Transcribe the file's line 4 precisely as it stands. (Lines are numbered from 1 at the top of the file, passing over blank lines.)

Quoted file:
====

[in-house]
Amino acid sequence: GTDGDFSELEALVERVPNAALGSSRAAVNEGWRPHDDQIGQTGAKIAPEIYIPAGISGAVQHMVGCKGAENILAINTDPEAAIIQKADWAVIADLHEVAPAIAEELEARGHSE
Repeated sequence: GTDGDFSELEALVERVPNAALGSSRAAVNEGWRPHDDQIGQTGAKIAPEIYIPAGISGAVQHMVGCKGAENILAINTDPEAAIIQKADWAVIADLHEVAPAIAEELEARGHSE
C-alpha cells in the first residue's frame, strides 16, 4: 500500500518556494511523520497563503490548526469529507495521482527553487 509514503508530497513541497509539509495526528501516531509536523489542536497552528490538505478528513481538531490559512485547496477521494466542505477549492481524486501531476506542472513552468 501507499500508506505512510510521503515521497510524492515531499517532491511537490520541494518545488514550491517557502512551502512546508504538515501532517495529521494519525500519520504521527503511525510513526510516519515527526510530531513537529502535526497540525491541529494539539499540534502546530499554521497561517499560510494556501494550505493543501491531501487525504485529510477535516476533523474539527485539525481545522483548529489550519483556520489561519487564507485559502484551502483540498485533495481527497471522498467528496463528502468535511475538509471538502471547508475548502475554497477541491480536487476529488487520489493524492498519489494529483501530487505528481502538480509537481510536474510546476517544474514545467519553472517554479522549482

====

C-alpha cells in the first residue's frame, strides 16, 4: 500500500518556494511523520497563503490548526469529507495521482527553487 509514503508530497513541497509539509495526528501516531509536523489542536497552528490538505478528513481538531490559512485547496477521494466542505477549492481524486501531476506542472513552468 501507499500508506505512510510521503515521497510524492515531499517532491511537490520541494518545488514550491517557502512551502512546508504538515501532517495529521494519525500519520504521527503511525510513526510516519515527526510530531513537529502535526497540525491541529494539539499540534502546530499554521497561517499560510494556501494550505493543501491531501487525504485529510477535516476533523474539527485539525481545522483548529489550519483556520489561519487564507485559502484551502483540498485533495481527497471522498467528496463528502468535511475538509471538502471547508475548502475554497477541491480536487476529488487520489493524492498519489494529483501530487505528481502538480509537481510536474510546476517544474514545467519553472517554479522549482